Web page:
Two Types of Lava Rock (A'a and Pahoehoe)


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Hawaiian volcanoes produce two types of "lava rock", or basalt. Basalt is an igneous rock that is pure, solidified magma. In Hawaii, minerals often add to the basalt's black color. Peridotite and olivine are two common minerals found in Hawaiian lava rock because they are only found in places like hot spots. The minerals enter the mixture from the lithosphere, the thin, upper layer of the mantle and the crust.

  • The darker rock in the photo above is called "a'a" ("ah-ah"), which is very sharp and rough; this texture is due to high temperatures and fast-moving lava (from spurts or heavy eruptions) when the volcano erupted.
  • The lighter rock is called Pahoehoe ("pah-hoy-hoy"), which is caused by slow-moving lava. It is a smooth rock with wrinkles in it and is usually silver due to the temperature of the minerals when cooling.

Where is the Hot Spot Now?

The Hawaiian hot spot has been beneath Kilauea on the Big Island of Hawaii. Recently, scientists discovered that a new volcano was forming off the coast of Puna on the Big Island. This volcano is submerged underneath the ocean and is continuing to grow as we speak.

This new island is called "Lo'ihi", which means small in Hawaiian. This island will probably become attached to the Big Island if it continues to erupt the way it has been, but not for another thousand years or so.

The Creation of an Island: Lo'ihi


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    • mwilliams66 profile image

      mwilliams66 5 years ago from Left Coast, USA

      Brittany, I loved your hub. Really fascinating. The video is excellent.

    • profile image

      KDuBarry03 5 years ago

      I've always wanted to visit Hawaii. I never knew that much erosion has caused the Islands to be so small to what they were a million years ago! Definitely very interesting. Voted Up and shared!


    • brittanytodd profile image

      Brittany Kennedy 5 years ago from Kailua-Kona, Hawaii

      Thank you so much, Jools! Hawaii is my home and I just love learning about how it came about. Thanks for reading and commenting!

    • Jools99 profile image

      Jools99 5 years ago from North-East UK

      Brittany, your video was really good and then you provided lots of additional info, a very professional hub, hope you get lots of hits!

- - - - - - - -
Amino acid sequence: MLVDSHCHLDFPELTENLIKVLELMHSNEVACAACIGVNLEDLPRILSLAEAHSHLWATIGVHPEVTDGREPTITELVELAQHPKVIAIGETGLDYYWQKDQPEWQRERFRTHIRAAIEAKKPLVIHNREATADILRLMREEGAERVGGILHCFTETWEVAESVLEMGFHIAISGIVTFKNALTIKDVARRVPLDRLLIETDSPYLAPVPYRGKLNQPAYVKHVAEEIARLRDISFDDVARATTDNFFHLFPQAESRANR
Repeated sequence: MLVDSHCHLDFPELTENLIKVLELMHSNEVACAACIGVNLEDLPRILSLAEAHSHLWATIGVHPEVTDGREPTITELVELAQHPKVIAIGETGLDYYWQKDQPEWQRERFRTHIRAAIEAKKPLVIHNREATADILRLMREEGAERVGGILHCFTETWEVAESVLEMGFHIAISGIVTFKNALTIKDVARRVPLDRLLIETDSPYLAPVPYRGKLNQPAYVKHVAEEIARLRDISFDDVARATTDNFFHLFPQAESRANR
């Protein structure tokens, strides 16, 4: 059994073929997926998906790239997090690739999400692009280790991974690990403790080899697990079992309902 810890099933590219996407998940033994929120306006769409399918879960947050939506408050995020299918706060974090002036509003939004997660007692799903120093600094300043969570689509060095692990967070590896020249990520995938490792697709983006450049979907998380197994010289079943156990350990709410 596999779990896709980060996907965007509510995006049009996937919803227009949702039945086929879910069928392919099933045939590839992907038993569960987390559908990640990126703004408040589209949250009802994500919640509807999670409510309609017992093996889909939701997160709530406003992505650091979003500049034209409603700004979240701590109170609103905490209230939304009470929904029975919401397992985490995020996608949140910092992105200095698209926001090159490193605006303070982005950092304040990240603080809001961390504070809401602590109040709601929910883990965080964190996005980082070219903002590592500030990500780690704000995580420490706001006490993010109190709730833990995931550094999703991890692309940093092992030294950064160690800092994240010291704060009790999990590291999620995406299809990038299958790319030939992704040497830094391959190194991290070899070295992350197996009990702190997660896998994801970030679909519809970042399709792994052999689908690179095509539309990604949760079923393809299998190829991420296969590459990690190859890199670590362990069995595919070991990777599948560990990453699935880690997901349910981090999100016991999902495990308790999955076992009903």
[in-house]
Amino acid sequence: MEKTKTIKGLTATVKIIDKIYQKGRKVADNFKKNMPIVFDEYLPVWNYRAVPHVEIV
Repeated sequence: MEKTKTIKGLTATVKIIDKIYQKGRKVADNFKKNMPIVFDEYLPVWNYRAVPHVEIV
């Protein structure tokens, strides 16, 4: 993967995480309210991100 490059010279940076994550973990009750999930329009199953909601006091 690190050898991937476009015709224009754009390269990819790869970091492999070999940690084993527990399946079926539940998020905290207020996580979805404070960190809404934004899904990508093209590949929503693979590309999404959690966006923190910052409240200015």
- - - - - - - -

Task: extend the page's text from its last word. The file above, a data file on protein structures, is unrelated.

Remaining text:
• Simone Smith profile image

      Simone Haruko Smith 5 years ago from San Francisco

      This is so cool! I love the video you made. Plate tectonics is such a fun and fascinating subject.

    • Lord De Cross profile image

      Joseph De Cross 5 years ago

      Thanks for the great info. Took Geology back in 82, and this is well researched. What intrigues me the most is..for how long Hawaii is going to stay like they way it is, livable and with no disruptions. Nature is still so enigmatic though.


    • pandula77 profile image

      Dr Pandula 5 years ago from Norway

      Very informative hub! hope to see more of these great hubs. Thanks!

    • Marcy Goodfleisch profile image

      Marcy Goodfleisch 5 years ago from Planet Earth

      Spectacular! I feel like I'm back in a geology class, learning about how the earth was formed! The information is incredible, and the photos and illustrations are beautiful. Voted up and awesome, and shared!

    • livelonger profile image

      Jason Menayan 5 years ago from San Francisco

      Wow, such an informative, incredible Hub. Your video & images gave a lot of insight into how the geological history of the islands shaped the flora and fauna.

    • brittanytodd profile image

      Brittany Kennedy 5 years ago from Kailua-Kona, Hawaii

      Thank you so much, Robin! Hawaii's geology is so interesting since it is unlike any other volcanic environment in the world.

    • Robin profile image

      Robin Edmondson 5 years ago from San Francisco

      This is amazing information. Hawaii's geology has always been intriguing to me. Thanks for sharing the information in such a great way. I loved the video!